National Aerospace Laboratory
Nationaal Lucht- en Ruimtevaartlaboratorium (NLR) Type Non-profit organisation Industry Aerospace Founded 1919 (RSL)
Headquarters Amsterdam, The Netherlands Key people Michel Peters (General Director)
Leo Esselman (Financial Director)
Products Product development, testing, technical and operational support, certification Revenue € 78 million (2009) Employees 700 Divisions Aerospace Systems and Applications
The Nationaal Lucht- en Ruimtevaartlaboratorium (NLR) is the National Aerospace Laboratory of the Netherlands and is one of the Major Technological Institutes of the country. These institutes perform a large part of the applied research in the Netherlands, each within its own specific field of technology. As an independent non-profit organisation, NLR is the central institute for aerospace research in the Netherlands and provides high-quality technical support to the aerospace sector (NLR is ISO 9001:2000/AQAP-110 certified).
NLR's activities are market-oriented, independent, socially relevant and without profit priority. By acting so, NLR can adequately respond to the need for scientific knowledge and technology in the field of aviation and space travel, which arises from the government, public and industry. Thus being the natural partner for aerospace research. Work under research contracts (national and international, government and industry) amounts to 75 percent of NLR's activities, the remaining 25 percent is funded by the Dutch government for basic demand-oriented research programmes and development of research equipment. Depending on the project and the customer's preferences, NLR acts as a sole contractor or as a subcontractor co-operating with other institutes or partners from industry. Research and development work is carried out on a project basis with great synergy between divisions and departments. Strong emphasis is laid on a customer oriented approach.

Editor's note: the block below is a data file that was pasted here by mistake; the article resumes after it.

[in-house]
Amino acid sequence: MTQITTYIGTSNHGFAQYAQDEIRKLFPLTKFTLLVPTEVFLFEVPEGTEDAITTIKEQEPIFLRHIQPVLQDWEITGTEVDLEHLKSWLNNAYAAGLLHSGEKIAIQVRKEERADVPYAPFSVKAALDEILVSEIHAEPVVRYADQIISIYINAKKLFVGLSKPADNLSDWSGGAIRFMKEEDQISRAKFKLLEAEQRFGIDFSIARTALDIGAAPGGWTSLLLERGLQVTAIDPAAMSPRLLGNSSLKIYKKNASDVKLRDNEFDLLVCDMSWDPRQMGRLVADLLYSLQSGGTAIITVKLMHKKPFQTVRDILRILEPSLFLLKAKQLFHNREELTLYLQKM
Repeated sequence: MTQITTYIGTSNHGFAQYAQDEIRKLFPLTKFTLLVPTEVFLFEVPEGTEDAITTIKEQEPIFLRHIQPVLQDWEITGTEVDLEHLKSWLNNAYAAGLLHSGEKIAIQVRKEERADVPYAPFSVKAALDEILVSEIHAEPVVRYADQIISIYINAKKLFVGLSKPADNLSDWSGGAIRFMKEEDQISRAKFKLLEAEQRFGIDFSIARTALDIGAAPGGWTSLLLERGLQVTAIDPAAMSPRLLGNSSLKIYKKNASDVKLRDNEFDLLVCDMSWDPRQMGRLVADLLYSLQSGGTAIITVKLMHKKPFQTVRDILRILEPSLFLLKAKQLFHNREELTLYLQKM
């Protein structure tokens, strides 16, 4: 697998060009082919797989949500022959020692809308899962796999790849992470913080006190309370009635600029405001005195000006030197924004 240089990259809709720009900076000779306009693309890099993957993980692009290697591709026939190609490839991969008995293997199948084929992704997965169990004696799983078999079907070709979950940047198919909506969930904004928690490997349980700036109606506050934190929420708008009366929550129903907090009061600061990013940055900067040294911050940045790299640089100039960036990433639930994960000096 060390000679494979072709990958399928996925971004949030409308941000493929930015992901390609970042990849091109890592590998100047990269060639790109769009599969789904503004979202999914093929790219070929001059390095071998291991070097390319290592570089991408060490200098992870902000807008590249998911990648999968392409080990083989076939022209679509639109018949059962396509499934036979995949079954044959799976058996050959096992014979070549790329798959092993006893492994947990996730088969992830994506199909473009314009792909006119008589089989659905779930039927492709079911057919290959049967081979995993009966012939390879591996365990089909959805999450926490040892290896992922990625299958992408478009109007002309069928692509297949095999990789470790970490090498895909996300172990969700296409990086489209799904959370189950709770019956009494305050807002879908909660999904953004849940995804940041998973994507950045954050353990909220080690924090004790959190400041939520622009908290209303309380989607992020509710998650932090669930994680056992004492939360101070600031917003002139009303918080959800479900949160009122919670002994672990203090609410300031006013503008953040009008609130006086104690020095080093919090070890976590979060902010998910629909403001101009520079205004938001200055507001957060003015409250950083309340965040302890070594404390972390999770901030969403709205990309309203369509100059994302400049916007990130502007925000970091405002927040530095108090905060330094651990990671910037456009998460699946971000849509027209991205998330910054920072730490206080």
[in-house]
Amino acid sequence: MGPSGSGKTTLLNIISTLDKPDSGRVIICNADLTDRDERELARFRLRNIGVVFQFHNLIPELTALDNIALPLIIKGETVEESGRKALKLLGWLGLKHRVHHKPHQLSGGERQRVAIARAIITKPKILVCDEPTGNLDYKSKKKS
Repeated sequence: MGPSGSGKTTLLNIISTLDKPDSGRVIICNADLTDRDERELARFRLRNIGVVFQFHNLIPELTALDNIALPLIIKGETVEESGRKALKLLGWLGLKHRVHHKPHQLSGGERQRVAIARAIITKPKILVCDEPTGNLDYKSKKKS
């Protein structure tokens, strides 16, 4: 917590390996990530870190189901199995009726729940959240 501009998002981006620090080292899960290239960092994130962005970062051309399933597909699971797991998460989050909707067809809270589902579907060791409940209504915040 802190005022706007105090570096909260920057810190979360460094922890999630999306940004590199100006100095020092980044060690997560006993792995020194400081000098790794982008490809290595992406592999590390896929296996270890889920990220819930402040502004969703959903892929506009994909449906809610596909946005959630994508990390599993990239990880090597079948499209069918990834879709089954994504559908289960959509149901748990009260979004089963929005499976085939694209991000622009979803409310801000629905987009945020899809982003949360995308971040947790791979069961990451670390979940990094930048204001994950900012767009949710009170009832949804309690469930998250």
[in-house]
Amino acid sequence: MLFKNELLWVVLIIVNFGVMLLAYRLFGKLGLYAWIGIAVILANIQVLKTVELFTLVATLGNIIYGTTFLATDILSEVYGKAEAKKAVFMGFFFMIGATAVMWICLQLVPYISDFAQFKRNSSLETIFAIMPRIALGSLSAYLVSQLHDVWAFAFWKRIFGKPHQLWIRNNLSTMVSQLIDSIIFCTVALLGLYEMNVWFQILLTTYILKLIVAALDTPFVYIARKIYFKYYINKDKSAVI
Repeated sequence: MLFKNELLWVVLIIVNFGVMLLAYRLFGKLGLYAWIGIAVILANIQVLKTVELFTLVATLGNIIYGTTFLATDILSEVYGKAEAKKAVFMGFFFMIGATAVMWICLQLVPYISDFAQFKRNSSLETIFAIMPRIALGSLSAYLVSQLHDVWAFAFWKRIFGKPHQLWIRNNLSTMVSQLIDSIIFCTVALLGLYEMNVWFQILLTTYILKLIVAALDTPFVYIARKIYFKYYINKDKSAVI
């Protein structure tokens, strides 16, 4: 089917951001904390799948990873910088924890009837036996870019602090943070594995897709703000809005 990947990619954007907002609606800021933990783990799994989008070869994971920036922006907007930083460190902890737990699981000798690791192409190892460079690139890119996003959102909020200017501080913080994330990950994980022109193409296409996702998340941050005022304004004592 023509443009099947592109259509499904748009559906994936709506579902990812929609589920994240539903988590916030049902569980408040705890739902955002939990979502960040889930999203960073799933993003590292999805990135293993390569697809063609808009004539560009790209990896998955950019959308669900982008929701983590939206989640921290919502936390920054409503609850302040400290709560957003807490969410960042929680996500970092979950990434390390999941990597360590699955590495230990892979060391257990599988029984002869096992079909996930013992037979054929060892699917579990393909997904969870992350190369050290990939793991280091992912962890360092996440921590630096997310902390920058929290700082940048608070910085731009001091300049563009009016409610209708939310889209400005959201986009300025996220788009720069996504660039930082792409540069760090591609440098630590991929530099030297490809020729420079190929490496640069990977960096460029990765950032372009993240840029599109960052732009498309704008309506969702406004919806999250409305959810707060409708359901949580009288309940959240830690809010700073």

NLR's position in the Netherlands and the World
The RSL, the predecessor of NLR, was officially founded on 5 April 1919, shortly after the First World War. Although air power did not play a decisive role during this war, aeronautics had nevertheless progressed very rapidly during that period. Aeronautics developed slowly in the Netherlands during the first two decades of this century when compared to the neighbouring countries, as for example France. After the Armistice, 11 November 1918, the aeronautical community started to concentrate on the application of the newly obtained skills and experience. The Government appointed a committee to review the possibilities of aerial applications. The year 1919 saw many new initiatives. On Saturday 5 April 1919 (when Saturday was a normal working day), the new Laboratory of the RSL was officially opened in the presence of representatives of the Government in a building at the Navy Yard in Amsterdam. However, at this official opening there was already a laboratory in operation. The laboratory RSL was given an excellent start, although the human and material resources were limited.